We did it!

We went camping all weekend with a 6 week old! I was really not sure if it was a good idea. I really wanted to go, but it was supposed to be cold. And she doesn’t sleep through the night. And all four of us sleep in a tent together. But we survived and it went pretty well, thanks to a very involved Daddy, a cooperative big brother, a borrowed snowsuit for warmth and lots of grandmas, grandpas, aunties and uncles who helped with both kids–especially with Carson when I had to disappear into the tent frequently to feed Little Miss who likes to take her sweet time.


This was our 7th annual family campout to Still Creek, near Government Camp on Mt. Hood. check out Mike’s blog for some great pics. We look forward to this trip and plan for it all year. The truth is, the trip is not as relaxing and laid-back as it used to be. We used to just spending time in nature–reading, talking, eating, hiking, boating, etc. The addition of SIX kids has changed that! Unlike at home, where there are some physical boundaries, like, you know, doors and walls, camping kind of requires a one-on-one offense for the three toddlers who move quickly in separate directions–especially considering the swiftly flowing, freezing cold river about 20 yards away. The campground is pretty rugged; there is one outhouse down the road and next to it is a faucet of ice-cold water. Other than that, you are on your own. Fortunately, the Jagger/Bunch families do not camp like most people: we camp in STYLE!
For example: please notice a plethora of plastic toys, potties, tricycles, slides, swings, picnic tables, shovels, etc. We eat well and big at every meal–and usually in between as well. We had 7 large tents and 3 large canopies on–I kid you not–what has to be the world’s LARGEST campsite. (Actually, 2 of the tents were on the adjacent site, but STILL!) We also have a campfire burning about 19 hours a day, which was really nice this year because it was extra cold.

Sometimes people ask me (and sometimes, when it starts to drizzle, I ask myself) why we choose to spend our vacation time like this, when we could go for something more along the lines of warm hotel beds, sandy beaches, etc. I heard a comedian once say he doesn’t work all year to spend his vacation living like the homeless. 🙂 But there’s just nothing like it! For three days, I didn’t hear a phone ring, hold a remote or look at any kind of TV or computer screen. Better yet–our boys didn’t see one either. Instead they played in the dirt, hopped off of and climbed over logs, threw rocks in rivers and ran around ALL DAY. Yes, it was a lot of work. No, it was not relaxing. Yes, it was freezing cold a lot of the time. But this is TRADITION! I’ve always enjoyed it, but it’s meaning even more as we introduce it to our kids.

Grandmas and grandpas get to spend time with their grandbabies…

…and pass on some lifestyles and passions to a new generation.

Little boys get to live like little boys: be dirty and pee in the bushes…

…and young dads get to use an ax and a frisbee more than they use their laptops.

Here’s a shot of all the Tompkins’ stuff. I think we need a bigger car next year.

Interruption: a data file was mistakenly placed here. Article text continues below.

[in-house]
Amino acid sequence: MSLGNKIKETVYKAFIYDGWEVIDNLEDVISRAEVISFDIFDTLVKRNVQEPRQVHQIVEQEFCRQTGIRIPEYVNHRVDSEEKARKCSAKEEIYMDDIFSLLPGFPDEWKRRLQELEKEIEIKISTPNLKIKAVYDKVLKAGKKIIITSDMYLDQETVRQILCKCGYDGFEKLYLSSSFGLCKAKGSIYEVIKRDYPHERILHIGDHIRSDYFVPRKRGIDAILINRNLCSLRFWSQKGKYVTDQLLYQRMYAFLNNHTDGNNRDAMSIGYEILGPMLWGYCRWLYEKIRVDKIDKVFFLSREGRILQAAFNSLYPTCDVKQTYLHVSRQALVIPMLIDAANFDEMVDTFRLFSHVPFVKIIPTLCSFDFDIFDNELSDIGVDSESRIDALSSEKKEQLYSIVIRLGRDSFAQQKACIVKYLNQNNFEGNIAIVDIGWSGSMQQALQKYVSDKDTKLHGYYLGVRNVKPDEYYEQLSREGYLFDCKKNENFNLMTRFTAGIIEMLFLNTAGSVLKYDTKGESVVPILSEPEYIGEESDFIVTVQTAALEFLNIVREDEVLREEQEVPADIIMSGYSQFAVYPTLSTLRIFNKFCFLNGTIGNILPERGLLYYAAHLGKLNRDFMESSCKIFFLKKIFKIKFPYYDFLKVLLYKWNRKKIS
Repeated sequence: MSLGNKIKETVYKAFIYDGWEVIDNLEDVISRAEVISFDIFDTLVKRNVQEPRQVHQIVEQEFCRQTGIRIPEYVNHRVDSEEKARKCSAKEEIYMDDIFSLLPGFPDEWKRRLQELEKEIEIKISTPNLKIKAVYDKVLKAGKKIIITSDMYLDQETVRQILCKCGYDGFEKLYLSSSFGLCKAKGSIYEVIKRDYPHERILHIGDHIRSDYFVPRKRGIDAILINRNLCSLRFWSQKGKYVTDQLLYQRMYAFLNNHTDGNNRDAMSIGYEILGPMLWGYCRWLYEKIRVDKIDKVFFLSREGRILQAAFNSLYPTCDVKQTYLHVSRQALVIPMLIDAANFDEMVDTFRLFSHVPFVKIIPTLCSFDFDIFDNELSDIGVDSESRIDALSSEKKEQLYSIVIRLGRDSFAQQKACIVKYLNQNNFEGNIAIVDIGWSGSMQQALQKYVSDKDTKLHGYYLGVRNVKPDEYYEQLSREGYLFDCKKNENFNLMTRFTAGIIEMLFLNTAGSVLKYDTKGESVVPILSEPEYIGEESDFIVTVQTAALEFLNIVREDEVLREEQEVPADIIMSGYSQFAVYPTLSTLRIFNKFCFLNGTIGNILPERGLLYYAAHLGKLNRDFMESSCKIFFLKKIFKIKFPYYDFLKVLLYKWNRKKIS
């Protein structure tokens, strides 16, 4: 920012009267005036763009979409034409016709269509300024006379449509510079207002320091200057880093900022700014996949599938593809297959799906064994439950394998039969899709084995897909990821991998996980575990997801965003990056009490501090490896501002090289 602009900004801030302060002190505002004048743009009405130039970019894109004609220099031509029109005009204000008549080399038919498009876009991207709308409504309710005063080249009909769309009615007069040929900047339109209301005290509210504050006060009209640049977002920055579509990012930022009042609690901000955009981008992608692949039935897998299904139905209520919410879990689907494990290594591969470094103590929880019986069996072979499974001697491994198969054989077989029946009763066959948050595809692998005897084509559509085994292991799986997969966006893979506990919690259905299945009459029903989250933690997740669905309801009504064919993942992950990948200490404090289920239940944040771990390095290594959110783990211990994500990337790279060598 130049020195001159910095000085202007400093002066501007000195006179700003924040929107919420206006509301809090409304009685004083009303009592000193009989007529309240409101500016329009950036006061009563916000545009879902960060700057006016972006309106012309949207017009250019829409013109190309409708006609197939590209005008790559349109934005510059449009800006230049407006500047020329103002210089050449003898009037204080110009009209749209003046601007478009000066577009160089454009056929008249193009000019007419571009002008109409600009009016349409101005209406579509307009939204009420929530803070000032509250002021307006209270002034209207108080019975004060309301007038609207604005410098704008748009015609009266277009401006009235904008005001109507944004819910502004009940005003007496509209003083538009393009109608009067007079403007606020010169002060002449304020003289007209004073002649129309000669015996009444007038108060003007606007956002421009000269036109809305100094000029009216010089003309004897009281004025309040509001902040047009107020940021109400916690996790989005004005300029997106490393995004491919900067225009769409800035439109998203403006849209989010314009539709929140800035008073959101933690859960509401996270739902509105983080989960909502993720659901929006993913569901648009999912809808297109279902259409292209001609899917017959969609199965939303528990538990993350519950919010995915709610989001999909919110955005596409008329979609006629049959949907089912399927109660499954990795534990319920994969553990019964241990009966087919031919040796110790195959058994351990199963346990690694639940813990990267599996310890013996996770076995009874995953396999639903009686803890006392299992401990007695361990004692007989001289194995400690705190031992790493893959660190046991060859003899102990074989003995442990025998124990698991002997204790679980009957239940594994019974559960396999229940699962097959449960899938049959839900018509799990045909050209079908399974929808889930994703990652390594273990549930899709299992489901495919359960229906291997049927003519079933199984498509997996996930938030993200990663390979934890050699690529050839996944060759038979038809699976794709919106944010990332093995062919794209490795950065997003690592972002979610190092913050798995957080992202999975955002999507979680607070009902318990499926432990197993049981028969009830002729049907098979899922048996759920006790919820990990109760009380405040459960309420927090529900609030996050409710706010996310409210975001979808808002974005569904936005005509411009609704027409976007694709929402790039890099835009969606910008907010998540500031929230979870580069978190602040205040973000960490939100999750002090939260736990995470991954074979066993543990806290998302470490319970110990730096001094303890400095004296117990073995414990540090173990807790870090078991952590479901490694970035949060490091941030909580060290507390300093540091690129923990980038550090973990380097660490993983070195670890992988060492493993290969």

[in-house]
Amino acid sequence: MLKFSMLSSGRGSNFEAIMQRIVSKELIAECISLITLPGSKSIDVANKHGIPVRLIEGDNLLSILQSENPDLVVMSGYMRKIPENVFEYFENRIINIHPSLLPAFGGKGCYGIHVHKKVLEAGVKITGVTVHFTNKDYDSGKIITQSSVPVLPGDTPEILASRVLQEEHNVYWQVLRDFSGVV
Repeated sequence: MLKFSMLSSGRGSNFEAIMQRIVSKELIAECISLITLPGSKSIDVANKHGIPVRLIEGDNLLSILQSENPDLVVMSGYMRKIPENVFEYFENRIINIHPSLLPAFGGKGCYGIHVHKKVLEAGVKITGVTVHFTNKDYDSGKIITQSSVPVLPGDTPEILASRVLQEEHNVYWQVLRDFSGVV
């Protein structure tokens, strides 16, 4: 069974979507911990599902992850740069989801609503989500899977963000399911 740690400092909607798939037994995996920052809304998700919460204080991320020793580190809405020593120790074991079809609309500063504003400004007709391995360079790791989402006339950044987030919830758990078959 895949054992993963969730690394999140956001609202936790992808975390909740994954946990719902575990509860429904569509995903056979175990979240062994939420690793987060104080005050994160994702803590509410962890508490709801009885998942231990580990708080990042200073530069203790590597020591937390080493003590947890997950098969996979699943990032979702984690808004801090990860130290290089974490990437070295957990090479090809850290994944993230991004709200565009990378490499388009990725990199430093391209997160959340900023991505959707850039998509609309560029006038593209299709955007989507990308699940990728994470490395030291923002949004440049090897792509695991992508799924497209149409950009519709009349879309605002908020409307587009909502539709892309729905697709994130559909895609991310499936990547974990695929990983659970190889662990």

But for those of you who still have a hard time wrapping your brain around the camping experience, I filmed a little tour of our Mt. Hood digs. Just think of it as MTV Cribs with fabric walls. (And for those of you who DO camp…aren’t you always a little curious what the inside of other people’s tents looks like? Now you know about ours.)


  1. Wow! What a great experience. That picture of Sydney is soooooo cute! I agree. Some traditions may sometimes require lots of effort, but the investment in our kids is certainly worth it. Just think, Carson will be carrying out this same tradition with another generation of Tompkins.

  2. I love this, and I love that you share in such detail. We camped with Alexa at 8weeks, and it was freezing. It was also Halloween, so I had packed her “pea” costume, complete with stem/hat. She spent all weekend in it, slept like, well, a baby. And we had the time of our lives. Such great memories. I wish it was our yearly tradition!

  3. I’m thoroughly impressed. I love to camp but Dave is not a camper, mainly because of all the stuff you need to pack. With that in mind, I will never show him this post if I have any hopes of a future in the wilderness. : )

    I agree that it’s a lot of work but so worth it!

  4. Wow, that’s awesome! Quite the kid set up you had! We go houseboating every year with Ty’s family, and every year it gets 10x more difficult, but you’re so right, it’s worth it!

    You’re also right about timing, Lucas’ first birthday pictures were going to get taken this weekend…but since he has a big goose egg, they will be post poned! 🙂

    PS It is so much fun to see your whole family getting bigger…long way from the old BCC days :P)

  5. Oh and I didn’t even notice the video! LOVE IT! Can’t wait to show Elisha and get her pumped about camping out. I did have to laugh though because seeing your digs reminds me of why my dad calls camping “cramping”. Nothing like the whole family zipped shut in one piece of vinyl! Still, you do it with such style!

  6. Wow Jen! I’m impressed too! I had to show Jon those pictures because he is Mr. Outdoorsy-man and he loves to camp, but he’s a minimalist. We can’t even bring a lantern when we go…serioulsy!! Needless to say, I don’t go w/him very often. 🙂
    I’m glad to see that you took Sydney and survived. We are going to Florida to visit Jon’s parents Labor Day weekend. I am very nervous about it, but Jon’s dad bought our tickets to surprise his mom. So..we’ll see how it goes!
    Btw,Syndey looks adorable!!

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